Note: Employers who are required to comply with the Fair Labor Standards Act (FLSA) are also required to comply with the Equal Pay Act.

Employee Retirement Income Security Act (ERISA)

ERISA is a federal law that contains detailed requirements for certain employers who offer their employees a welfare benefit plan or retirement plan.  An example of a welfare benefit plan is one providing health insurance to employees.

Note: For liability purposes, employers may have a rather inactive involvement in ERISA compliance; particularly where a "plan administrator" is utilized to ensure that reporting, disclosure, and payment obligations are complied with.

Family Medical Leave Act (FMLA)

Under the FMLA, employers must provide their employees with family leave. The Act allows for employees to take the equivalent of twelve weeks of unpaid leave each year due to the birth or adoption of a child, to attend to the "serious health condition" of an immediate family member, or to attend to their own "serious health condition."

Under the FMLA, a "serious health condition" is defined as an illness, injury, impairment, or physical or mental condition which involves an overnight stay in a hospital, hospice, or residential medical care facility, including any period of incapacity or any subsequent treatment in connection with that care, which also includes:

  • A period of incapacity of more than three consecutive days;
  • Any period of incapacity due to pregnancy or prenatal care;
  • Any period of incapacity or treatment due to a chronic serious health condition;
  • A period of incapacity that is permanent or long-term due to a condition for which treatment may be ineffective; or
  • Any period of absence to receive multiple treatments from a health care provider, including treatment for conditions that are not presently incapacitating, but would become so if left untreated.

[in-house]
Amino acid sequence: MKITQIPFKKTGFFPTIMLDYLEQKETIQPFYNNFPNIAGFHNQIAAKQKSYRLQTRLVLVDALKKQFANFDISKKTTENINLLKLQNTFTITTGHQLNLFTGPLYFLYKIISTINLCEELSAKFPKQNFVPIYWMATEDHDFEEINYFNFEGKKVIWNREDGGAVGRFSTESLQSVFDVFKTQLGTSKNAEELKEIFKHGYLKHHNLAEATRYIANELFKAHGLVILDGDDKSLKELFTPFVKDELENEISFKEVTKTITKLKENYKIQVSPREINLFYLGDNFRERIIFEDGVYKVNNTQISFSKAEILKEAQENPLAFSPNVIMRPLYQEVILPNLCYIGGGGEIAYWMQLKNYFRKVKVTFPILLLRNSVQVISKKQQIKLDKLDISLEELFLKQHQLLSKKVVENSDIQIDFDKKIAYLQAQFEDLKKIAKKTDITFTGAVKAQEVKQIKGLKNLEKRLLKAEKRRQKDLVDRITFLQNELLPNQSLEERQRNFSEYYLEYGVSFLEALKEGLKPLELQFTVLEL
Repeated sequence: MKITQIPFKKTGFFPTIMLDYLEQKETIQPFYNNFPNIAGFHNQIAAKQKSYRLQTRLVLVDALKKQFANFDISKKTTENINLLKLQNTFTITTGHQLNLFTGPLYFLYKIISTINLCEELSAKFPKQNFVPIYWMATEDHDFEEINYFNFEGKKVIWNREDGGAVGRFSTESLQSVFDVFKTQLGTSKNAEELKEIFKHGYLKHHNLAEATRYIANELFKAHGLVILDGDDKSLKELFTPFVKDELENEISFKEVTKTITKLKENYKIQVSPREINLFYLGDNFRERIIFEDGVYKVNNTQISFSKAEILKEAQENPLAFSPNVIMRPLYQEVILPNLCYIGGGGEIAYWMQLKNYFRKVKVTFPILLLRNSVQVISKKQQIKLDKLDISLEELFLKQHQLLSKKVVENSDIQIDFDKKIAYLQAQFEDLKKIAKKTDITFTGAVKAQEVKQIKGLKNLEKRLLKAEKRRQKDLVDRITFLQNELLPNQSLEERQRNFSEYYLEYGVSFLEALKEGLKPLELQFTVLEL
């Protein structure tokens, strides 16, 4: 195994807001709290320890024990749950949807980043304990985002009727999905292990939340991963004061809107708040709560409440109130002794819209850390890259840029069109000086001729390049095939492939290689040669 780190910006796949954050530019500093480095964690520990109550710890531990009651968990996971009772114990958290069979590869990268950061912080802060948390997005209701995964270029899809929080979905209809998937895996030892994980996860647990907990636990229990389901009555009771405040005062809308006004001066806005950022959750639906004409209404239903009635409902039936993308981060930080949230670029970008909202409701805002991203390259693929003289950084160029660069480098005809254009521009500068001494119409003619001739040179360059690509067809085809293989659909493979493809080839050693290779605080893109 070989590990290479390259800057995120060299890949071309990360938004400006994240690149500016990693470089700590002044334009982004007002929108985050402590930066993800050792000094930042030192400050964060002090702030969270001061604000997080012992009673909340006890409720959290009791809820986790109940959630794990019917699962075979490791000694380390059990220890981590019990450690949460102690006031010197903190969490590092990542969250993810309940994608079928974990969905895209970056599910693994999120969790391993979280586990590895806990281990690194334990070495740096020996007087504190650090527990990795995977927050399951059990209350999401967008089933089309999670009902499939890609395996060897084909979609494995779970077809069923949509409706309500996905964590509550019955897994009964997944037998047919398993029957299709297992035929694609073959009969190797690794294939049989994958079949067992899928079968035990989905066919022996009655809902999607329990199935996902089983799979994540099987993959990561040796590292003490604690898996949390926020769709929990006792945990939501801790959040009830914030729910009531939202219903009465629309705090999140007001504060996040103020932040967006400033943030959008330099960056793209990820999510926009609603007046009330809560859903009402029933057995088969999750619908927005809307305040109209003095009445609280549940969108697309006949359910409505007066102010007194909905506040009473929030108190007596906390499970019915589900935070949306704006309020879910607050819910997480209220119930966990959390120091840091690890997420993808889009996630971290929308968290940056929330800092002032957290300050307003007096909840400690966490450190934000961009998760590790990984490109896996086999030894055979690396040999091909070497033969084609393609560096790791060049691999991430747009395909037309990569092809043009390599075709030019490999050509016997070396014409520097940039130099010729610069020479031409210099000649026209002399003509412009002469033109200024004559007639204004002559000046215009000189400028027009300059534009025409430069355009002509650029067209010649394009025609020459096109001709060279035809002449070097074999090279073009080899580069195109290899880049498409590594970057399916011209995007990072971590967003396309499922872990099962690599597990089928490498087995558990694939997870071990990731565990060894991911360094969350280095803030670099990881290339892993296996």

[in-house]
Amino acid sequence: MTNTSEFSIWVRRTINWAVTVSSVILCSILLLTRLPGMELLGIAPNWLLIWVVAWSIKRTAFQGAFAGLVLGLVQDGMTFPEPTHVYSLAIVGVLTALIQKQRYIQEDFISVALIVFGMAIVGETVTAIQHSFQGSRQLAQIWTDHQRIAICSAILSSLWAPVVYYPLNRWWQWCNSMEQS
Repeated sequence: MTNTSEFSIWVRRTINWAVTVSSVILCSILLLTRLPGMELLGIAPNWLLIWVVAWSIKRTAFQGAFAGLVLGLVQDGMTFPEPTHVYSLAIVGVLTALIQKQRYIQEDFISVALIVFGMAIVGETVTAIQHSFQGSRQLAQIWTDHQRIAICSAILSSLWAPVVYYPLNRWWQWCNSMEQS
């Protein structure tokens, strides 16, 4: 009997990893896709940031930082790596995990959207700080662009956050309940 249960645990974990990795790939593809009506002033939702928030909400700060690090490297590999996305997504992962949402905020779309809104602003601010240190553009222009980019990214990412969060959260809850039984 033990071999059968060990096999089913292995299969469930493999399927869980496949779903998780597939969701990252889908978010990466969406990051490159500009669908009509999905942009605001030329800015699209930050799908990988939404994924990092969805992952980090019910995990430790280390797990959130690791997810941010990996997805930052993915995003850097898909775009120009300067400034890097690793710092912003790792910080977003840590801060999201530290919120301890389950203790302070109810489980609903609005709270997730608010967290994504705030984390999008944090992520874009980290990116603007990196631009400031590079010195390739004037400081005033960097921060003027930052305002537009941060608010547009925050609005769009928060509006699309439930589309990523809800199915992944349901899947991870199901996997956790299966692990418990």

The FMLA also requires that, after the twelve weeks of unpaid leave, the employee be reinstated to the same job (or an equivalent job if the original position is no longer available).  

Note: The FMLA applies only to employers with fifty or more employees.

Fair Labor Standards Act (FLSA)

The Fair Labor Standards Act requires employers to comply with minimum-wage requirements. In addition, the FLSA contains provisions on overtime pay and child labor. Not every employer is required to comply with the FLSA.  Only employers who are engaged in interstate or foreign commerce and whose gross yearly sales total or exceed $500,000 are required to comply with the Act. 

Title VII of the Civil Rights Act of 1964

Title VII prohibits employers from discriminating against employees on the basis of race, color, national origin, religion, or gender in all aspects of employment -- from recruitment through termination. 

In order to comply with Title VII, an employer must make employment decisions on the basis of business necessity, rather than based upon a particular individual's membership in a protected class. However, there is a rarely (successfully) used exception to complying with Title VII, when there is a bona fide occupational qualification that requires an employee to possess a certain characteristic.

Note: Title VII applies only to employers with fifteen or more employees.

Next Steps
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(e.g., Chicago, IL or 60611)